(c. 1823 - ?)
Home State: New York
Branch of Service: Infantry
Unit: 61st New York Infantry
Probably from Ireland and known as Barney, he enlisted at age 38 in Company A, 61st NY Infantry on 7 February 1862, at New York City.
On the Campaign
He was wounded in the foot action on 17 September 1862. Sergeant Fuller later remembered:
When we started to take the place of the Irish brigade [advancing to the Sunken Road], I noticed that Barney appeared to be holding up his pants, but I made no inquiry as to the reason for his so doing. When we took our first position in advance of where the Irishmen had fought, and began firing, Barney had to use both hands, and his predicament was at once revealed. He had held up his pants by a strap around his waist without suspenders. This strap had given out, and that accounted for his holding up performance. When he began loading and filing he had to 'let go' and leave the pants to follow the law of gravitation. Soon his ankles were swathed with these low down breeches, and he was effectually teddered. I was here and there, doing my duty as a sergeant. I had not noticed Barney's predicament till he called to me in a tone of urgency and said, 'Charley, cut the damned things off!'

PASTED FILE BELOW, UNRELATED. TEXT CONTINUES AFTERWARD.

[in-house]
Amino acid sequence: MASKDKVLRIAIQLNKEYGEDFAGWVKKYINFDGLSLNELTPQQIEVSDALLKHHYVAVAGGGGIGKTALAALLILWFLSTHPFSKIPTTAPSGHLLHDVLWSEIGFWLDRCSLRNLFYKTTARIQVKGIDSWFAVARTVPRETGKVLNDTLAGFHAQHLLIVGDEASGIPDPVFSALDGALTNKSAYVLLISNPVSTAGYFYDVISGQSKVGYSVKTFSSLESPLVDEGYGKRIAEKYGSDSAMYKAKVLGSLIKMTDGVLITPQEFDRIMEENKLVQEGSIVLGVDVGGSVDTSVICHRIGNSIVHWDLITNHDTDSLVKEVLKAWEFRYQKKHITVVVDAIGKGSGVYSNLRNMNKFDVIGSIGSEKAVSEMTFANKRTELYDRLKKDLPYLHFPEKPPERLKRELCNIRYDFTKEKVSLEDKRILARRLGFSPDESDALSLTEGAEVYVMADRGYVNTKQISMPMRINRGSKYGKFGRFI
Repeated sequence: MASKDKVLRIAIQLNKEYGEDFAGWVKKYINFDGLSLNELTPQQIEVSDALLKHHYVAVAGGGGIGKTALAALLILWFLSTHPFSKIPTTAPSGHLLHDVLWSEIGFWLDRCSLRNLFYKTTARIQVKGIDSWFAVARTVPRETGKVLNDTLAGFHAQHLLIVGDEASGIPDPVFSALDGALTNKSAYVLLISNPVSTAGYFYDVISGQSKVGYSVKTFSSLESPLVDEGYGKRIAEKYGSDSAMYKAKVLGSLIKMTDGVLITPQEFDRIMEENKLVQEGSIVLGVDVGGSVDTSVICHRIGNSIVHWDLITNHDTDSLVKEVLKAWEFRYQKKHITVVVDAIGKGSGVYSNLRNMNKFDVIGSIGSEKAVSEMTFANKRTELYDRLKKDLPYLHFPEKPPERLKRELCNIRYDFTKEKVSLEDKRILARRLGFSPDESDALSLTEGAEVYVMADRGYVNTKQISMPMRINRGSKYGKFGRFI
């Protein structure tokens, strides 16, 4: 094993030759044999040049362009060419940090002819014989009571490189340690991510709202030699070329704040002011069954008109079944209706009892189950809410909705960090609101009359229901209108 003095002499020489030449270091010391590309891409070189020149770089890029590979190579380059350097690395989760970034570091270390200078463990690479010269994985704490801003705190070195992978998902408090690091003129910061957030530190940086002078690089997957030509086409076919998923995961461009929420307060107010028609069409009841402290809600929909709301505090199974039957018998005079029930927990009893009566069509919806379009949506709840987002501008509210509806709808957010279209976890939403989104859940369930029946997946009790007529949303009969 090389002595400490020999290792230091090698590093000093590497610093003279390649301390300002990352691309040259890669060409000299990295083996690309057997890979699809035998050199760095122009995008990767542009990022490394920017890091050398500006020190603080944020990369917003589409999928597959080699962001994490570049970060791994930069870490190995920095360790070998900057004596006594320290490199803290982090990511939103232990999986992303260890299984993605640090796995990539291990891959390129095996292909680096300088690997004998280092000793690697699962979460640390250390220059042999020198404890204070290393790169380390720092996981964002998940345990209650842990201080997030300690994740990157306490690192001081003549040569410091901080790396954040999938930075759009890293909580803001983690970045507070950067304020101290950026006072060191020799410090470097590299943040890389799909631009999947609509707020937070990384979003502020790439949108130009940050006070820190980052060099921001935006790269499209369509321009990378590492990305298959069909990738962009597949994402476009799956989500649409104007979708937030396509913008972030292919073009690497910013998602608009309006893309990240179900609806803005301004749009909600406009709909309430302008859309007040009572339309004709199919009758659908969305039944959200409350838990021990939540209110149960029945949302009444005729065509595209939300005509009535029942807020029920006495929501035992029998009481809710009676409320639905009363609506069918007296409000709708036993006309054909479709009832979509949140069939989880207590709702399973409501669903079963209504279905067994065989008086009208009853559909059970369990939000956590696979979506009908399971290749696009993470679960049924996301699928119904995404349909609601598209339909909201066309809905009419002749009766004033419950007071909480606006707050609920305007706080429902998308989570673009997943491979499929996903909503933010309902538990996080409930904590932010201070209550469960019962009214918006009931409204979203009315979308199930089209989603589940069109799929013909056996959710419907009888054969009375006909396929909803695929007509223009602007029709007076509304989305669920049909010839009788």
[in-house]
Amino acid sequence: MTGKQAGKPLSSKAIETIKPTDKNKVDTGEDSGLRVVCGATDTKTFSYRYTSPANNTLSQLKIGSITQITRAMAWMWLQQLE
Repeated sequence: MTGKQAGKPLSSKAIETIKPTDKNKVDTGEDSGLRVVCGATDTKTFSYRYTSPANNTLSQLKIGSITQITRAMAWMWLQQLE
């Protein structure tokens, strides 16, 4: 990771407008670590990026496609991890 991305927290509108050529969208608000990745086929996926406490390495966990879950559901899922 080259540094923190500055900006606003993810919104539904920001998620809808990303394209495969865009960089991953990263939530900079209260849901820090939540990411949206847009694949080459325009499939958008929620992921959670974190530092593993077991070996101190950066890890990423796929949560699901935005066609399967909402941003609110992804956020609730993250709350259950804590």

I took in the situation in an instant, and in less time than I can write it, jerked out my large knife, opened it, grabbed the waistband, made a pass or two, and one leg was free, I said, 'You can kick the other leg out.'
He made a few passes, and from the top of his stockings up his legs were bare. A good breeze was blowing sufficient to take away the smoke from our guns, and sufficient to flap his unconfined shirt tail. I remember calling Ike Plumb's attention to it and having a good laugh over it.
Barney continued his fighting, and was with the men in the grand charge that captured the rebels in the sunken road. He was also in his place in the second attack we made. While the firing was at the hottest I heard a man cry out, and I looked just in time to see Barney throw his gun, and start of on his hands and one leg - the other leg held up. The last I ever saw of him he was pawing off in that fashion ...
The rest of the War
He was discharged for disability on 10 November 1862 at Fort McHenry, MD.
1 State of New York, Adjutant-General, Annual Report of the Adjutant General of the State of New York [year]: Registers of the [units], 43 Volumes, Albany: James B. Lyon, State Printer, 1893-1905, Issue 25 (for 1900) [AotW citation 7667]
2 Fuller, Charles Augustus, Personal Recollections of the War of 1861... in the Sixty-first Regiment, New York Volunteer Infantry, Sherburne (NY): News Job Printing House, 1906, pp. 53 - 73 [AotW citation 7670]